Despite the potholes, road salt, and other abuses Canadians hurl at their cars and trucks, the average age of a vehicle in the Great White North is pushing the ten-year mark. Those two million new machines sold to customers in Canada last year will probably still be on the road as the calendar flips into 2027.
As our vehicles age, it’s only natural they accrue mileage. Older vehicles, especially ones with over 160,000 kilometres on their odometer, have often endured thousands of hours of operation. This leads to engine wear and a possible erosion of its critical components. Manufacturers of engine oil, that lubricating lifeblood of every car, have long caught on to the notion that people are keeping their cars for an increasing amount of time.
What’s the Difference?
You’ll have noticed motor oils are referred to in terms such as ‘5W-30’ or ‘10W-40’. Those numbers describe viscosity, or the ability of a certain oil to flow freely based on the friction between molecules of the fluid. A liquid with a high viscosity will flow slowly, such as cold maple syrup. Now I want pancakes.
Anyway, in motor oils, the number before the W describes the viscosity of the oil at low temperatures. The lower the number, the thinner the oil and the better the oil’s cold weather/cold start performance. The number after the W describes how thick the oil is at the engine’s normal operating temperature.
Conventional motor oil is made from crude oil and refined through a process that thins the viscosity of the oil to desired levels. Extra additives can be baked into the oil by manufacturers to assist in lubrication, reducing the chance of metal-on-metal contact inside the motor.
Synthetic oils, on the other hand, are laboratory created and manufactured in a controlled environment. There is often a crude oil by-product or extract as its base, to which a manufacturer adds their own witches’ brew of materials, chemicals, and additives.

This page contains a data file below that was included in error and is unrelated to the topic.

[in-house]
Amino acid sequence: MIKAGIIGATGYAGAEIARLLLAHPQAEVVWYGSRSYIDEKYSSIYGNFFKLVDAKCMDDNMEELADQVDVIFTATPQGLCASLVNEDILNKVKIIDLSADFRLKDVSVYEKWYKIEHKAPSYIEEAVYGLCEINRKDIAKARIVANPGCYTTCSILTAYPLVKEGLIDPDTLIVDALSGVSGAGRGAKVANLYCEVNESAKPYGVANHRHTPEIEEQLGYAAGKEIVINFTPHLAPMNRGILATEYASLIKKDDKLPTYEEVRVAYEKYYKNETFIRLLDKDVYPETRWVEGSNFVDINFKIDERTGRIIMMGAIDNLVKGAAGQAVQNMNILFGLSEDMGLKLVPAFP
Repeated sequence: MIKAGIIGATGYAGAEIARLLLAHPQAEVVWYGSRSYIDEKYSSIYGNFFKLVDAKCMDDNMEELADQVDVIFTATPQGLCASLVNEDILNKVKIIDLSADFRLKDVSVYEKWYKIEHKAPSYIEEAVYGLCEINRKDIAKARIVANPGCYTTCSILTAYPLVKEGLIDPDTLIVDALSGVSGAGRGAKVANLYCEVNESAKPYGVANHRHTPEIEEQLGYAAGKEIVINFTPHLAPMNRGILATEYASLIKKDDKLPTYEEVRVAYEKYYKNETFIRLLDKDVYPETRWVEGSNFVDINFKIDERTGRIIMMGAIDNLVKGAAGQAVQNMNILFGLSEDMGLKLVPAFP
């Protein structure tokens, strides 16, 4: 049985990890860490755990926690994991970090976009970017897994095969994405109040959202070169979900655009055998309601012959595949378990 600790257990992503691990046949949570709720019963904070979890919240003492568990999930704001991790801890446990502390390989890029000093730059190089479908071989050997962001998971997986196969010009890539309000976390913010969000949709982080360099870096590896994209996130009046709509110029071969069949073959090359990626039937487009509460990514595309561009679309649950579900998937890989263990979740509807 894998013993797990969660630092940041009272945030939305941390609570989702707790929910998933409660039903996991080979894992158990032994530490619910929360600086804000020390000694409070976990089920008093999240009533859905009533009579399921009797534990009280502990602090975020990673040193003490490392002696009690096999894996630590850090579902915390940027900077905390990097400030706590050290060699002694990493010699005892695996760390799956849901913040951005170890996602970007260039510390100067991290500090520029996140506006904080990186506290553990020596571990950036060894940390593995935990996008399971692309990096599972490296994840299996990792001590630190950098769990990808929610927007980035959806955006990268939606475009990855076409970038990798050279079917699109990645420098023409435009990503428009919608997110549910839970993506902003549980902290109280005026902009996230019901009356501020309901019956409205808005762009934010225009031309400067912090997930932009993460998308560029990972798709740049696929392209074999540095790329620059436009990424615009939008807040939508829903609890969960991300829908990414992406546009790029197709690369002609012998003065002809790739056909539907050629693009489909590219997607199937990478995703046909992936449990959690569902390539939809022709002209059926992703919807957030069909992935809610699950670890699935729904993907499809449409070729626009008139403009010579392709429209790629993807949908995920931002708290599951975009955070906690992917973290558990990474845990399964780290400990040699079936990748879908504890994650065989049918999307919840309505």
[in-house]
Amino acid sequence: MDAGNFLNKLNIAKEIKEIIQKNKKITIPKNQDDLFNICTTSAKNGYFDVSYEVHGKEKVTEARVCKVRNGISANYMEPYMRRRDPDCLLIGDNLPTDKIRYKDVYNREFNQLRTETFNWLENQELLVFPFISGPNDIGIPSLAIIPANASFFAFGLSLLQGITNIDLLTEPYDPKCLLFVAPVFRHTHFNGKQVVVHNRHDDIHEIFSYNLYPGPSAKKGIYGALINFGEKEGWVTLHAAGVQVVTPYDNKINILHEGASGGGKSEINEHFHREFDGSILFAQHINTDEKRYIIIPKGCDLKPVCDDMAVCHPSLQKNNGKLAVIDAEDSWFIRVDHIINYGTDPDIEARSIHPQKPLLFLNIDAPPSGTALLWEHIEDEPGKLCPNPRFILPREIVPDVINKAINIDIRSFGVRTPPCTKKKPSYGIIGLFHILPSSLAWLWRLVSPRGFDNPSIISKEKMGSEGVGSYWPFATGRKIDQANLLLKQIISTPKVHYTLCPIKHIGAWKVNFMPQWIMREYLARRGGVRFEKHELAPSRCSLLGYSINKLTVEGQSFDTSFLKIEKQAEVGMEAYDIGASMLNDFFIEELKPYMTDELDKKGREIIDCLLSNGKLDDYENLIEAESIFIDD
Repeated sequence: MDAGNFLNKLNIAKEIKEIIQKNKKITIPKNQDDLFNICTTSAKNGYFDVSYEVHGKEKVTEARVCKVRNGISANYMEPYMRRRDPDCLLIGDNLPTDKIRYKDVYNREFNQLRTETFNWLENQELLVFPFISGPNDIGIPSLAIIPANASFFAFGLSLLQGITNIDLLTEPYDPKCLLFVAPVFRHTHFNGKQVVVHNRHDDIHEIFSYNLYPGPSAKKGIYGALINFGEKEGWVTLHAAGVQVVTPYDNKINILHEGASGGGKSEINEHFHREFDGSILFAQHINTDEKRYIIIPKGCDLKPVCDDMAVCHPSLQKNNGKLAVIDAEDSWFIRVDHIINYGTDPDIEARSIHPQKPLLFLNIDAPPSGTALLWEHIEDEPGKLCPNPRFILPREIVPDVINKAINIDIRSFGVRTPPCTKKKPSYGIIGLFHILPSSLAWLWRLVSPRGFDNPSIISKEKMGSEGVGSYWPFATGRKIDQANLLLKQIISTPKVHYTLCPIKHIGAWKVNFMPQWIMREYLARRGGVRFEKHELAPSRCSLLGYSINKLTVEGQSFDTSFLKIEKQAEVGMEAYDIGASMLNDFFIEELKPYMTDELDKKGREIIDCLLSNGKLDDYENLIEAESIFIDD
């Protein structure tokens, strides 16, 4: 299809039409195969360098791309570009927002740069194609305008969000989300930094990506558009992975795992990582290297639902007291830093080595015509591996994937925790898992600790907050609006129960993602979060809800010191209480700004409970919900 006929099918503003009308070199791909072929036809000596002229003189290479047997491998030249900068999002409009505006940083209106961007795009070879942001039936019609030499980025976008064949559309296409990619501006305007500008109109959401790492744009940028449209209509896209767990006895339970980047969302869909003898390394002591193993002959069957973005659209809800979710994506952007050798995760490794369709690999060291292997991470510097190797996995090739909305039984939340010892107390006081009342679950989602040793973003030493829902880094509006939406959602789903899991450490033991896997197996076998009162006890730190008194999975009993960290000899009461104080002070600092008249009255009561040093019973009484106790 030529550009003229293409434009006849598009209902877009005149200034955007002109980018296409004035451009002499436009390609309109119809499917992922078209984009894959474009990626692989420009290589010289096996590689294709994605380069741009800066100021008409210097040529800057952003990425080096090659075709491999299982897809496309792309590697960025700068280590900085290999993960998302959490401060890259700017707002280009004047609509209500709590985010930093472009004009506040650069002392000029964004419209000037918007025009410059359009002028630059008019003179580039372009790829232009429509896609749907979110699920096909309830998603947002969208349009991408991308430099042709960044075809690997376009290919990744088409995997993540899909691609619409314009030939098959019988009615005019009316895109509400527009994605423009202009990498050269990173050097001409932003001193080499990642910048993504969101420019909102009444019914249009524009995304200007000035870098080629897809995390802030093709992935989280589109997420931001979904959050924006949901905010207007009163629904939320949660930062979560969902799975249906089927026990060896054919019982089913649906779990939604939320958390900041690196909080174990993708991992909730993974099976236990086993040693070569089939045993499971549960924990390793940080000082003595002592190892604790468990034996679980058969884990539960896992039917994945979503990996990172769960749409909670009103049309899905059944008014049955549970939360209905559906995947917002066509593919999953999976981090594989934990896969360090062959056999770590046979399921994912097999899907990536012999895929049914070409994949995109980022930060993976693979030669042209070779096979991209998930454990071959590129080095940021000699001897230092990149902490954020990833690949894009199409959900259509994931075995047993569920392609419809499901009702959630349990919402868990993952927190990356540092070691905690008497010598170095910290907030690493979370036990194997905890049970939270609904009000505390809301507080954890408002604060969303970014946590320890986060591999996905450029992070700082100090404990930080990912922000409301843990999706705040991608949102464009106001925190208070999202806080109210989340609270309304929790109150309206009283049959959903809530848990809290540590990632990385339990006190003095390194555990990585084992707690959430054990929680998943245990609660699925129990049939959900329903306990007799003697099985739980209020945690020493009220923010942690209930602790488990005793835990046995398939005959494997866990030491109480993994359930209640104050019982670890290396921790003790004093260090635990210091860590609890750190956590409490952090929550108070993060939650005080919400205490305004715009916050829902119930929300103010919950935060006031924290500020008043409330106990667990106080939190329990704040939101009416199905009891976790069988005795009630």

This offers several advantages, not the least of which is the ability to better cope with temperature changes, a hallmark of Canadian driving. The properties of synthetic also provide more stability in consistently cold weather.
In the past, a common argument against switching to synthetic oil in an older car was rooted in the belief that a synthetic oil would react poorly with the rubber seals of a high-mileage engine, causing them to break down and spring leaks where none previously existed. This was primarily blamed on the synthetic oil’s viscosity properties, which were said to allow the lubricant to find small holes in the seals and gaskets of an older engine, creating new leaks.
Like all good myths, there may have been a granule or two of truth to that argument years ago. To understand the skinny on today’s synthetic oils, we spoke to Sarah Nordin who works at ExxonMobil.
“This year, we introduced a new high-performance synthetic motor oil, Mobil 1 Extended Performance High Mileage. The new oil is specifically designed for high mileage vehicles with more than 120,000 kilometres on their engines,” explained Nordin. “It is a full synthetic specially formulated to help resist oil breakdown, prevent sludge, and stop leaks in higher mileage engines.” That last point used to be the entire reason not to use synthetic oil in an older engine, a notion that is now seemingly biffed to the curb like yesterday’s recycling.